The outside cylinder Pannier, at the time the last steam engine to see work at Bodmin in Cornwall, had been purchased from BR by a small group of enthusiasts with the aim of running it on a proposed tourist line between Ashburton and Totnes. That project did not come to fruition, but the concept did – initially as the Dart Valley Railway and now the South Devon Railway!

House mortgaged to purchase steam locomotive

David Lemar recalls that the original appeal fund didn't raise the necessary cash to secure No. 1369 anywhere near quickly enough to meet British Railway's deadline. His family were forced to mortgage their house to raise the necessary money, although the loan was repaid!

Ownership of the loco has changed a number of times over the subsequent years, but it is now owned by the South Devon Railway Association and based at Buckfastleigh, although it does make hire visits to other heritage lines and has been a regular at The Chinnor & Princes Risborough Railway where it will be returning to this month.

The 13xx celebrated this 50th anniversary in company with 64xx No. 6412 and 57xx No. 5786 (currently running in London Transport livery as No. L92) on February 20 in the form of a 'Panniers & Pints' day. No. 1369 received a present as well, a new brass warning bell to replace the original Weymouth bell which was sadly stolen last year and never recovered.

Other highlights

The Devon Diesel Society's beer festival at Staverton on the second weekend was rated a great success with 12 different ales and cider on offer and around 1,000 pints of beer and cider sold over three days. Funds raised will boost restoration of the Society's diesel locos.

Steam by night photoshoot

The SDR's first ever Friday evening 'steam shed photo-shoot' on 20 February was a near sell-out, offering stunning photographic opportunities of five steam locos being serviced at Buckfastleigh’s running shed.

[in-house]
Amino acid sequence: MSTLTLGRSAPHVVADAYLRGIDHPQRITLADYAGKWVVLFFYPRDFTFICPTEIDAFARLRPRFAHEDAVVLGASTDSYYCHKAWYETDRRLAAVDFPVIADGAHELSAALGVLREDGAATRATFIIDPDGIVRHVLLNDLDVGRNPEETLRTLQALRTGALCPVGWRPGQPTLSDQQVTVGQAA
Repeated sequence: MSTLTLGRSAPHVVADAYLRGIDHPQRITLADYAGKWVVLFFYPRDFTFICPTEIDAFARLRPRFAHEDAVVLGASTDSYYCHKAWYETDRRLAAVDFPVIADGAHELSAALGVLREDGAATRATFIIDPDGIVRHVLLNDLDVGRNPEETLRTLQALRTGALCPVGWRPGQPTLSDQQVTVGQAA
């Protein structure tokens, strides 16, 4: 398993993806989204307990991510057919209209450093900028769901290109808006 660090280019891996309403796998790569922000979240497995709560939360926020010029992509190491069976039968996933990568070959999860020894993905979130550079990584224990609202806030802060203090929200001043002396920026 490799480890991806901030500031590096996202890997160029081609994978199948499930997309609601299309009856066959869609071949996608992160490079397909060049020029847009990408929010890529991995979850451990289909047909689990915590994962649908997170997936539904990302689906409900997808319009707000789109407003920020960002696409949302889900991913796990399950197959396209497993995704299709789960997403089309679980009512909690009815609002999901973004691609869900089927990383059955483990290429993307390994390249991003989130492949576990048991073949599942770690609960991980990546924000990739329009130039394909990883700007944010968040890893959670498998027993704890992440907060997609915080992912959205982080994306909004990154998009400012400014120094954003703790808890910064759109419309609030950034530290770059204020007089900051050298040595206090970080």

There were over 100 different passenger and goods train workings and intensive timetables on the weekends during the event.

SDR's Expressway Models & gift shop did a roaring trade through the week with record sales at the weekends. Advance orders for the forthcoming Bachmann OO scale model of Pannier No. 6412 in BR lined green livery, as outshopped for the gala following its overhaul, also kept the tills ringing.

What about 2016?

SDR spokesman, Dick Wood, confirmed a February gala was now a fixture on the SDR calendar. “We have firmly established our February half-term gala in the minds of both family visitors and enthusiasts alike,” he commented. “They love the quintessential GWR and British Railways Western Region branch line feel of the place and running genuine auto trains is a key feature of this attraction.”

Prairie No. 5526 and GWR 0-4-2T No. 1420 are next in the queue for overhaul at Buckfastleigh, which Dick pointed out would both form a big draw to the line beside the River Dart. “They are both auto fitted engines - and we might yet be able to run a three or four coach auto service again, which would be a first since the 1960s” he mused!

How to get there

Main line services run to Totnes, providing access by foot (including a pedestrian bridge over the River Dart) to SDR’s Totnes Littlehempston station.